Milford students compete at DECA competition

On+Jan.+14%2C+over+100+Milford+students+competed+at+the+DECA+competition+at+Lakeland+High+School.+
On Jan. 14, over 100 Milford students competed at the DECA competition at Lakeland High School.

On Jan. 14, over 100 Milford students competed at the DECA competition at Lakeland High School.

On Jan. 14, over 100 Milford students competed at the DECA competition at Lakeland High School.

Courtney Fortin, Managing Editor

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On Jan. 14, over 100 Milford students competed at the DECA district competition at Lakeland High School. Students prepared their presentations, different roleplays, and practice tests for four months, and their hard work finally paid off; 49 students will be moving on to the State Career Development Conference in Detroit later in March.

DECA is a club designed for students to become educated and prepared for careers in marketing, finance, hospitality, and management. The club is open to all students in a business class and is led by business teachers Dave Ehrlich and Kaye Sommer.

“DECA is all about learning how to interact with people more professionally and be keen with human-to-human interaction,” explained junior Nic Glazer, who has been a part of DECA for two years.

This year marks the 20-year anniversary of DECA at Milford after Sommer started it in 1997. Throughout the years, Sommer has seen the club grow with more students and more events. “I’ve stuck with it for 20 years because I get to watch kids grow over four years,” explained Sommer. “Teachers don’t normally get to see that growth if they have a student for only a semester or a year.”

Sommer often encourages her students to join DECA because they get to apply what they learn in all their classes to one club and they become prepared for real life problems they’ll be faced with.

DECA has a variety of events for students to choose from, including written events or role plays. Students then compete against other high schools in these categories. Some role plays include months of preparation while others are impromptu (students are given the situation the day of the competition and have ten minutes to prepare).

Glazer’s role play is a professional selling event, which takes months of preparation, where he takes on the role of a salesman and has to sell a product or service to the judge, who’s taking on the role of a client. Glazer originally joined DECA because it was something his fellow classmates were doing, and he was encouraged to join by DECA’s advisors, Ehrlich and Sommer.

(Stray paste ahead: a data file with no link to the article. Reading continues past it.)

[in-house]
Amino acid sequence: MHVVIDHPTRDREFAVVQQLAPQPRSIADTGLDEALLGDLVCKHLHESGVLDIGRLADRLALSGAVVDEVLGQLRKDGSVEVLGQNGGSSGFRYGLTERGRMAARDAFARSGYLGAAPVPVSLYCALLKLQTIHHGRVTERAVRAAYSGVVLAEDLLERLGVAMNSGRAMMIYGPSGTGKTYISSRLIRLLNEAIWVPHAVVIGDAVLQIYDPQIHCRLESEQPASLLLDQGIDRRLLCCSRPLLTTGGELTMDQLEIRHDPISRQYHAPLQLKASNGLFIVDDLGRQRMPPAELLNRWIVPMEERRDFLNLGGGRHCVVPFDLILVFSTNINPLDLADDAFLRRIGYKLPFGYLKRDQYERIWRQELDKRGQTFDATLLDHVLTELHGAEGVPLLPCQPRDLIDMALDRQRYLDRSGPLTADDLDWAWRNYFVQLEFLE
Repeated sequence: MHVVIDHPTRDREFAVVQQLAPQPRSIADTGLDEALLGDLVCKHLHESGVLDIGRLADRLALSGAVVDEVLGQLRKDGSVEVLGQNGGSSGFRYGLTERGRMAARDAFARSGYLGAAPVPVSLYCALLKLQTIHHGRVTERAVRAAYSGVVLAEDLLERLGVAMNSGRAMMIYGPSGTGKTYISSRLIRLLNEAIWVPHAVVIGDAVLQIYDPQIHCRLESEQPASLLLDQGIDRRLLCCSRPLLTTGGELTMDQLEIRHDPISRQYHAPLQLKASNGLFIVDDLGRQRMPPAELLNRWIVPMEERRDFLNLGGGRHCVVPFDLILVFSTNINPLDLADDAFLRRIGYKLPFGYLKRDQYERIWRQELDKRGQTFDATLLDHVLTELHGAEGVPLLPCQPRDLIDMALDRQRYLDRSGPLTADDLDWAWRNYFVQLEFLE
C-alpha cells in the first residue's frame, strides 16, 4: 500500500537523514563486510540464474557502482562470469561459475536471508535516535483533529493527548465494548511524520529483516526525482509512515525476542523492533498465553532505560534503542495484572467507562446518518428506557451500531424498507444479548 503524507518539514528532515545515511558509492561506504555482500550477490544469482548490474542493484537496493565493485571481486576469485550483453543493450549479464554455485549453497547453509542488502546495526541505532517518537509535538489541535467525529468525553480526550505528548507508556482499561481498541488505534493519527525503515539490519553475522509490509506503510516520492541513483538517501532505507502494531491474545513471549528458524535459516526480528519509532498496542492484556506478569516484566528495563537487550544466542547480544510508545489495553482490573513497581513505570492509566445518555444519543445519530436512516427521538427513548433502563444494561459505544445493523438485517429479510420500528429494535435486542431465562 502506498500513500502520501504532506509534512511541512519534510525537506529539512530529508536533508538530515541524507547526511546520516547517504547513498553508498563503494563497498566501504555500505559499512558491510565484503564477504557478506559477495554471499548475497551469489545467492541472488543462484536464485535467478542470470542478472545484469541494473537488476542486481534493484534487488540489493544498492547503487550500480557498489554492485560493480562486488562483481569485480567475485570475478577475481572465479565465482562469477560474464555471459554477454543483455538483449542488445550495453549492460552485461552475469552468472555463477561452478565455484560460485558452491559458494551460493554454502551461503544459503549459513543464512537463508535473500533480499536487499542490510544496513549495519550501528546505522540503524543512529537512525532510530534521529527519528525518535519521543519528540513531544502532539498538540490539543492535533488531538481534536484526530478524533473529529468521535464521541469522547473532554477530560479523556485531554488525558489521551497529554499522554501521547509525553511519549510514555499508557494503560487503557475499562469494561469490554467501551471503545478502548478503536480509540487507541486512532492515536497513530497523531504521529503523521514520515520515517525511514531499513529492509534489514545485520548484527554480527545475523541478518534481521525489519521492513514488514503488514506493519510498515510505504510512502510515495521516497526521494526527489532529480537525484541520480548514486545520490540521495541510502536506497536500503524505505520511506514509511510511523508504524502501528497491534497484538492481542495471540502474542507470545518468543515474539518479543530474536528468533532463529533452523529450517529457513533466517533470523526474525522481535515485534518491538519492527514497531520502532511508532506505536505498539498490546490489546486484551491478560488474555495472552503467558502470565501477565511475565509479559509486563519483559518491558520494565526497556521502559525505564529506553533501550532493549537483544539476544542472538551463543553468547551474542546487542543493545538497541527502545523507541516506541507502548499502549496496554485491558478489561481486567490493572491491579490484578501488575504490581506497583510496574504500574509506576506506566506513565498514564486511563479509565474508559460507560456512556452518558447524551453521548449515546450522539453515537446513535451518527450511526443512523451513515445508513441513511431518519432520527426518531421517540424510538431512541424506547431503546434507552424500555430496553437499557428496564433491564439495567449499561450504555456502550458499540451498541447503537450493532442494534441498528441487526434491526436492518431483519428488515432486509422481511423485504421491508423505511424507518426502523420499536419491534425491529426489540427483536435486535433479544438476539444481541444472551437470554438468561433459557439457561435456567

Last year, Glazer made it all the way to Internationals in Nashville, Tennessee. “It was an unbelievable experience,” Glazer reminisced. “Being able to travel and network with people from all over the country was something I’ll never forget.”

Other types of role plays include little preparation. Seth Seelye, a senior at Milford who’s been involved in DECA for three years, receives ten minutes to prepare his presentation to the judge and then ten more minutes to present it. During Seelye’s event, Marketing Communications, he is given a situation and then must discuss the best ways to market the product..

Seelye joined DECA as a sophomore because he hopes to go into a career in business after graduation. After strong performances from Glazer and Seelye, both students will move on to States in March.

Students who don’t participate in role plays take part in written events, which involve participants researching and planning different proposals for businesses that they then present to judges. Different written events can either be 11 or 30 pages and require students to be determined and creative.

Whether students join DECA specifically to help them be successful in the future or just to spend time with friendst, DECA helps them build relationships that’ll be beneficial for a lifetime. “DECA has helped me not only get closer with students and teachers at my school,” explained Glazer. “But it also helped me work on networking with people, so I can continue a business career when I’m older.”

Sommer reflected on several students who participated in DECA that graduated and explained that “even if students don’t go into a career in business, the skills they learn in DECA help them in real life.”

For the 49 students who performed well at Districts, they will be moving onto the State Career Development Conference in Detroit on March 10-12. Those who succeed there will continue their DECA journey at the International Career Development Conference in Anaheim, California on April 26-29.

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